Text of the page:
He studied the binding and caressed the book.

"You will never find this on a digital reader. I guarantee you that." He finally looks at me. "Enough of my ranting. How have you been, Harlan?"

"Doing good, you know, working." I shrugged.

"I heard about the library that was bombed in one of the northern states."

"Yes. It was in Wisconsin. A lot of people were killed."

The professor leaned forward, studying me.

"Have you given any thought to what we spoke of last time?"

"Yes. I have." I felt my face get hot. My heart sped up a bit. "I just never pictured myself going back to school."

That was a topic that made me nervous.

"I know. But you are a keen young man. You knowledge goes beyond the five senses. That can be dangerous for you during these times."

"What do you mean?"

"You are time itself, walking this earth. We both are. If you were to die today, so does time. You represent all that your people were. Your mother left the legacy of you and with you, so much of her research. You must protect that."

"How can going back to college protect me?" I chuckled, not taking him seriously.

"For one thing," he stood up and pulled out his chair and sat down, "it will get you out of your line of work that has now become very dangerous. Libraries have become a military target, and I worry about your safety. Secondly, education can keep a roof over your head, food on the table. Trust me. It is much safer for you to be attached to an institution right now then to be out in the world alone. As long as you live, so do the ways of your people. You don't want to lose that, ever."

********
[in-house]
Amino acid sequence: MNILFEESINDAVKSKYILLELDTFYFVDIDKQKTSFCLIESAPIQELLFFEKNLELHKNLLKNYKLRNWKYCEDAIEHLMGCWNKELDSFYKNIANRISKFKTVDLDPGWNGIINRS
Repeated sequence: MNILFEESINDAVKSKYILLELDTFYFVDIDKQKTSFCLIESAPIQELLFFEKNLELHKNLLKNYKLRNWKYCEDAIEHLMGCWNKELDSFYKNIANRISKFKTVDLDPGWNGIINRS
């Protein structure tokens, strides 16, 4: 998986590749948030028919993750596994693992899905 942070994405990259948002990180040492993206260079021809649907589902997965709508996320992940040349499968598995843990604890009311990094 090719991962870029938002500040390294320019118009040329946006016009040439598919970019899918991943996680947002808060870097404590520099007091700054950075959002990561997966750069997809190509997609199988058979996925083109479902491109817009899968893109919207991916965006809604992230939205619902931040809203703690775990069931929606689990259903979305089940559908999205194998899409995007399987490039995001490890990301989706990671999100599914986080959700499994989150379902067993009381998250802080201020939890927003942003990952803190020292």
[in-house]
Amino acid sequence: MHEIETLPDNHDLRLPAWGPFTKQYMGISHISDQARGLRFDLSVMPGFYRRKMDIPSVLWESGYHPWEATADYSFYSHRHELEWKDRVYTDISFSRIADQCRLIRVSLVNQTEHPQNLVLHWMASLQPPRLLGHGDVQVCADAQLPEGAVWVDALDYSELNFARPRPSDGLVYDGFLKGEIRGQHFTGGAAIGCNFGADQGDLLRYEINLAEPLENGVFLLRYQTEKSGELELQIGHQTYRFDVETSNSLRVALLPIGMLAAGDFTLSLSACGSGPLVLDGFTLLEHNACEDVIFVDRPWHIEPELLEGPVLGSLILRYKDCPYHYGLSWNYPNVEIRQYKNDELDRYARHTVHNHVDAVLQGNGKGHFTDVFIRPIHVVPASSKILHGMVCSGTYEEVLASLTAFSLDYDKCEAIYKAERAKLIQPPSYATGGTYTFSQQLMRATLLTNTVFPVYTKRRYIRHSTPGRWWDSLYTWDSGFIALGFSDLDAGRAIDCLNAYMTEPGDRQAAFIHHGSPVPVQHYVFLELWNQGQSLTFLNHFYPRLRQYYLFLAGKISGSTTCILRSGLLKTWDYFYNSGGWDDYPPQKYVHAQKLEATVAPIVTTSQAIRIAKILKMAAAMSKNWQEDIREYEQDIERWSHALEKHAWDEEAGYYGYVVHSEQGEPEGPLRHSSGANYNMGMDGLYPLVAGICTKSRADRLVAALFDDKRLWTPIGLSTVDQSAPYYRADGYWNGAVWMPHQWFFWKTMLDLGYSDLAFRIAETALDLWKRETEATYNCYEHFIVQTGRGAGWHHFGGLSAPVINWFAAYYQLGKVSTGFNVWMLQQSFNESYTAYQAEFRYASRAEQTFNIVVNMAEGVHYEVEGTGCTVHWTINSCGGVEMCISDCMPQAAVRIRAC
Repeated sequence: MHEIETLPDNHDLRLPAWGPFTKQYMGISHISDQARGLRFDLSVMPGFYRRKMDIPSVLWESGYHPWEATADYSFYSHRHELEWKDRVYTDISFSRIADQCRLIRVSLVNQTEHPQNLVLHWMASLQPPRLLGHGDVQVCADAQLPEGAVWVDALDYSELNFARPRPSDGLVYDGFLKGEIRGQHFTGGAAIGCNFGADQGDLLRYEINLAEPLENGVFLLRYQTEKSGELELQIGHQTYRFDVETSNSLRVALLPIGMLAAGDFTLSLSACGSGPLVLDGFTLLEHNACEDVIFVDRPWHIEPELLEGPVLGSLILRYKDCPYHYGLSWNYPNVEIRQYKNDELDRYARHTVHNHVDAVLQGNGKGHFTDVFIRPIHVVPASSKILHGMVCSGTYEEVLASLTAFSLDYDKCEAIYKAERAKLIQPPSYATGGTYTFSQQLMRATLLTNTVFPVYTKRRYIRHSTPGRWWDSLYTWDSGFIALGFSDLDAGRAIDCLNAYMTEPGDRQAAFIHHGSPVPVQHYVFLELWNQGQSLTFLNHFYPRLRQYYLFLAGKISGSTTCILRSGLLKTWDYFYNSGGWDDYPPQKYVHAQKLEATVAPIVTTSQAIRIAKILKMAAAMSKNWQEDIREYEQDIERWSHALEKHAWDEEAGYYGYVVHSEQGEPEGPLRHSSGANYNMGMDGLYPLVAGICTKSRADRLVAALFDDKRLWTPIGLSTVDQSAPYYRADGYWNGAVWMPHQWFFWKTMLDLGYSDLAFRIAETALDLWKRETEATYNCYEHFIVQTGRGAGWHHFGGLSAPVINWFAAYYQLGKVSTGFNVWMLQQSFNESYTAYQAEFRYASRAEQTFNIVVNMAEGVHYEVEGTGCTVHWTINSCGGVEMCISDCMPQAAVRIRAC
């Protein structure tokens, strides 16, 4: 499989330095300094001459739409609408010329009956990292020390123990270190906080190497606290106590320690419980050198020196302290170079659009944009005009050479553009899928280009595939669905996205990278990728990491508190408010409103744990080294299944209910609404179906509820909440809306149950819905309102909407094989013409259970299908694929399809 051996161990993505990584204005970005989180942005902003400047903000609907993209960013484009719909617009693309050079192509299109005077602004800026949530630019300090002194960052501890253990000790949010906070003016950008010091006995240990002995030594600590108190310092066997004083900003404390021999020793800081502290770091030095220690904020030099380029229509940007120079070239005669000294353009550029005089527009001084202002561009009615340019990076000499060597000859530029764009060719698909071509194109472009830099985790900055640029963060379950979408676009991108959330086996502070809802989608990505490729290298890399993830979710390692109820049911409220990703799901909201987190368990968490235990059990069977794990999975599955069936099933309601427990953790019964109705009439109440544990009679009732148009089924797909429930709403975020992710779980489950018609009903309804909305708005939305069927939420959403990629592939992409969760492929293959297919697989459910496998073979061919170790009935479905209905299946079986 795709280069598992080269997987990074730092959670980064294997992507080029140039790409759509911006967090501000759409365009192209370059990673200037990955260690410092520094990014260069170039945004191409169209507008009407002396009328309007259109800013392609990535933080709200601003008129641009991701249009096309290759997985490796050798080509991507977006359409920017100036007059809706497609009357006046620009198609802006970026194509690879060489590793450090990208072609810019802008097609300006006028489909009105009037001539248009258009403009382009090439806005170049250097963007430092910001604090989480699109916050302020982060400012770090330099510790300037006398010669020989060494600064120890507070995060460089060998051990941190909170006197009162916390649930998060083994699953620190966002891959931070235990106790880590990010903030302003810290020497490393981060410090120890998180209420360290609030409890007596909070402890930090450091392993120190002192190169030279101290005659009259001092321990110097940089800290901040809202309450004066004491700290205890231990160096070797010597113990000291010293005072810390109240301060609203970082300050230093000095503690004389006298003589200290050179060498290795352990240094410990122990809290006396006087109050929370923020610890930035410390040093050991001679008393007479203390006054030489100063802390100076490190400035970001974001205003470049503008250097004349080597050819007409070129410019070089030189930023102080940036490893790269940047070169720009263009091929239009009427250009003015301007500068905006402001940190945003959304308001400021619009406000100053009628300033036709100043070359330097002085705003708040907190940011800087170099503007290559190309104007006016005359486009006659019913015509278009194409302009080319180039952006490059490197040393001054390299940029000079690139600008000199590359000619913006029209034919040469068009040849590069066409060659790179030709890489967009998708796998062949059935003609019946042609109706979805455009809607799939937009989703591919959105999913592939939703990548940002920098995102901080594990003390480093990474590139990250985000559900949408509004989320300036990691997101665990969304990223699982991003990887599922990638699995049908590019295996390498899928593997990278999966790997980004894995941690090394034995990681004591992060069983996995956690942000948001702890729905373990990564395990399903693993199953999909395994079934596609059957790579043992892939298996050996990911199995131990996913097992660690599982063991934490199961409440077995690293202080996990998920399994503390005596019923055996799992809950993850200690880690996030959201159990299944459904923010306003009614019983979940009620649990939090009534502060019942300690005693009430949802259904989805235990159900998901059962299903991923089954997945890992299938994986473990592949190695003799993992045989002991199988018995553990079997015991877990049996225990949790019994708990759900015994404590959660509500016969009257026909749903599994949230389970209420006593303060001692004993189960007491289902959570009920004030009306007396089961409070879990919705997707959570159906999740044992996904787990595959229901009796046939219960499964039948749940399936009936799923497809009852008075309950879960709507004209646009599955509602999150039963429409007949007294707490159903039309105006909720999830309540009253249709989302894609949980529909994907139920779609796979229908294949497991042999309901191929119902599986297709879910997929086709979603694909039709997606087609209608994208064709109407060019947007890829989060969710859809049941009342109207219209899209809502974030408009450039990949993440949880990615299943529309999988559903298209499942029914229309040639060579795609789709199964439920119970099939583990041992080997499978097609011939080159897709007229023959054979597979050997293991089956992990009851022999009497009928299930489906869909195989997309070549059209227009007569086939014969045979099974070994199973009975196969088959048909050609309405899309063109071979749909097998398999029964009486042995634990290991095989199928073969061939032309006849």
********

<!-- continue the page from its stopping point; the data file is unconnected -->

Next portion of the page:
I nodded, feeling a surge of sorrow as I thought about my mother.

"How is your Aunt?"

I combed my fingers back through my hair, pulling out the hair tie, a brief moment of comfort.

"She's not well at all. Sometimes I'm so afraid she's going to have an asthma attack when I'm not there. Some nights I don’t even sleep because she's trying so hard to breathe. When I come home, I just sit with her, you know, make sure she eats. The neighbors stop in to sit with her some days while I'm working."

"I am so sorry to hear that. I know it is hard for you."

"I'm worried more about her than me."

"What I mean to say, Harlan, is that I wish to lighten your burden. This is the material world we must survive in, so we are forced to go through the motions, working, school and all of the nonsensical things that are supposed to make meaning of what a life should be. Both you and I were fortunate enough to be born in our cultures before we were both forced to leave. This we have in common. You're a good boy and I will help you. You don't see it now, but there is much more for you to do. I think I see a teacher." He stood up and sat on the edge of his desk in front of me.